Missouri Film Office cut from state budget

The office assisted in production of Oscar-nominated films 'Up in the Air' and 'Winter's Bone.'

The Missouri Film Office closed Thursday after Gov. Jay Nixon cut its state funding.

The office was established in 1983 as a resource for production companies looking to film in the state. Its employees provided companies with information about local film crews, tax credits and other incentives to film in Missouri.

"As you may know, this is the last day of existence for the Missouri Film Office," director Jerry Jones said in a letter Thursday. "It began in 1983 and since then has been responsible for bringing hundreds of millions of dollars in production revenue to the state, plus immeasurable worldwide publicity."

The office assisted in the production of two Oscar-nominated movies: "Up in the Air," which was filmed in St. Louis, and "Winter's Bone," filmed in southern Missouri.

The General Assembly voted to provide $150,000 to fund the office after Nixon cut it out of his proposed budget in January. When approving the budget, Nixon cut the funding again.

Sen. Kurt Schaefer, a member of the Missouri Film Commission Board, said he was disappointed in the governor's lack of support for the office.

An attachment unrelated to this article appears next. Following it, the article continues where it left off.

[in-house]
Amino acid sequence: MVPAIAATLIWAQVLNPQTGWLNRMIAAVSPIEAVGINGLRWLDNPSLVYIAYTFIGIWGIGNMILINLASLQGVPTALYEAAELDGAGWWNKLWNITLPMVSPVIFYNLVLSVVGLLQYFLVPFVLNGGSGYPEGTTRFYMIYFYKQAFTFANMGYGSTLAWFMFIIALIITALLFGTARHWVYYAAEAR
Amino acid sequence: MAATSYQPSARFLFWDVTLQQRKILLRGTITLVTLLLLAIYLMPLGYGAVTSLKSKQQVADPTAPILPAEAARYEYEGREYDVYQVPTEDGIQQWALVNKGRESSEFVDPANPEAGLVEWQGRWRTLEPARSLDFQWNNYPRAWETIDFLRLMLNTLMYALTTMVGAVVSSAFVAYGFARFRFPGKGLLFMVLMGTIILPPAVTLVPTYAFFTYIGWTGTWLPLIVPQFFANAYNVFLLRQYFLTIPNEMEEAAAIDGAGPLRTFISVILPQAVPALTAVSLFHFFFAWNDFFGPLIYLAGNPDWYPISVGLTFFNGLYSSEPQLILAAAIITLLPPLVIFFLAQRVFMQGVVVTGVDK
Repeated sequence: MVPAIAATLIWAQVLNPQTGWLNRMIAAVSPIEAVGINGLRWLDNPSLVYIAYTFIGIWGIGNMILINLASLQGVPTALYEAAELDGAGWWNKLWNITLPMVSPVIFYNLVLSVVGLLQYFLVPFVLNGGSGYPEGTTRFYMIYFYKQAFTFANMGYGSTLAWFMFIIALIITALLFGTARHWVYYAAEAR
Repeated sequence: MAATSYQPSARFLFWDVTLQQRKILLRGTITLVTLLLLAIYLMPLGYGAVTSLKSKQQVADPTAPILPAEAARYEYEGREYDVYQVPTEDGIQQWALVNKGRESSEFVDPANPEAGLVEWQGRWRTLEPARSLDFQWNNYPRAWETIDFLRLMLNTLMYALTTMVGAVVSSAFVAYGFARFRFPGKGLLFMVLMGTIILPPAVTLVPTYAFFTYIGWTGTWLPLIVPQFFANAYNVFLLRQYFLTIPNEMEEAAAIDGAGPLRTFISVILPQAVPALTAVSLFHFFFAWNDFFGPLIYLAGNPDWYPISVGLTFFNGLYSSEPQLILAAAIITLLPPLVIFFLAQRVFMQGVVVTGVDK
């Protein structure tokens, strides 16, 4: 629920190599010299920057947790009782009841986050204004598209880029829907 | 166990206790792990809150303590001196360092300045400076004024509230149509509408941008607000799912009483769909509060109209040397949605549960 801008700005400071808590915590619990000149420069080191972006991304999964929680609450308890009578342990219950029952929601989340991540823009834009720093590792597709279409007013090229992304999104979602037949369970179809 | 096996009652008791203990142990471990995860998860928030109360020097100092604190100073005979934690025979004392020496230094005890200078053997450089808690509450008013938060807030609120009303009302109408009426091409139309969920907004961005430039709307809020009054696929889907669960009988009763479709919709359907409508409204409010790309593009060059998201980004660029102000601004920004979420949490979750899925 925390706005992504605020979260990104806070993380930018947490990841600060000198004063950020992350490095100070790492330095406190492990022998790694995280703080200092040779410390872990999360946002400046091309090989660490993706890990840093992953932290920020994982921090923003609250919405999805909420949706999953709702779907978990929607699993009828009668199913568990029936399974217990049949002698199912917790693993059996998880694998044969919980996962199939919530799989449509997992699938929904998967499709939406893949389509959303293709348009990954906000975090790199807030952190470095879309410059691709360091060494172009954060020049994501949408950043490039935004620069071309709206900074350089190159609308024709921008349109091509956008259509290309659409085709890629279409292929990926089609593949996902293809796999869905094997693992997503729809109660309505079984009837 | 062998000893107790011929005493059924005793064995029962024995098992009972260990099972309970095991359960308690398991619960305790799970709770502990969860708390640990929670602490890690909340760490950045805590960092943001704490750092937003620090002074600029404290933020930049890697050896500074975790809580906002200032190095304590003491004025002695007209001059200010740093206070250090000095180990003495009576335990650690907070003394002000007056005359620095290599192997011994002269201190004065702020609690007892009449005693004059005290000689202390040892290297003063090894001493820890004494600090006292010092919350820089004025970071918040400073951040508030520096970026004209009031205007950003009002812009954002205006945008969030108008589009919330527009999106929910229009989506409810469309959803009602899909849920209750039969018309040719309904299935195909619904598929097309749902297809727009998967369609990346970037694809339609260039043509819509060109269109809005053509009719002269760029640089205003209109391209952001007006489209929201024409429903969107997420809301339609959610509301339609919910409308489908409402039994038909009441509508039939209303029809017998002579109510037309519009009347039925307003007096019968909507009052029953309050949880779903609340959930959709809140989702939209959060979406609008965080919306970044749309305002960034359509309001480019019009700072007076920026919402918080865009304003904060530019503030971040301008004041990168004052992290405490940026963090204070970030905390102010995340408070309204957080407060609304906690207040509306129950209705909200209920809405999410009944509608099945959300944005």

"It's unfortunate the governor doesn't support the film industry in the state of Missouri even though the General Assembly was supportive of it," he said.

Schaefer said the state will suffer economically due to the loss of film production.

"When you have film production going on, whether it be 'Up in the Air' or 'Winter's Bone' or a smaller film, you get a lot of local economic activity as a result of that," he said.

Missouri is one of a very small number of states that will not have an office of this type.

"We know that, to many of you, this industry is your livelihood, and while Missouri becomes one of just a few states to have no film office, (assistant director) Andrea (Sporcic) and I both sincerely hope that the production industry here will overcome this setback and become thriving and vibrant," Jones said.

Schaefer said the state might also lose business from smaller productions.

"In addition to some of the films that are done for entertainment, the film office was also very helpful with commercial film productions for industries or associations, so a lot of smaller productions will also suffer," he said.

The salaries of the office's two employees, Jones and Sporcic, were paid by MU.

The functions of the office will be reallocated to the Division of Tourism, according to a statement by Sporcic.

"It has been my great pleasure to work as the assistant director for the last six years," she said in the statement. "I am very proud to have been a part of the many movies, TV segments and commercials shot in our beautiful state."

Cutting the office will save the state $175,000.

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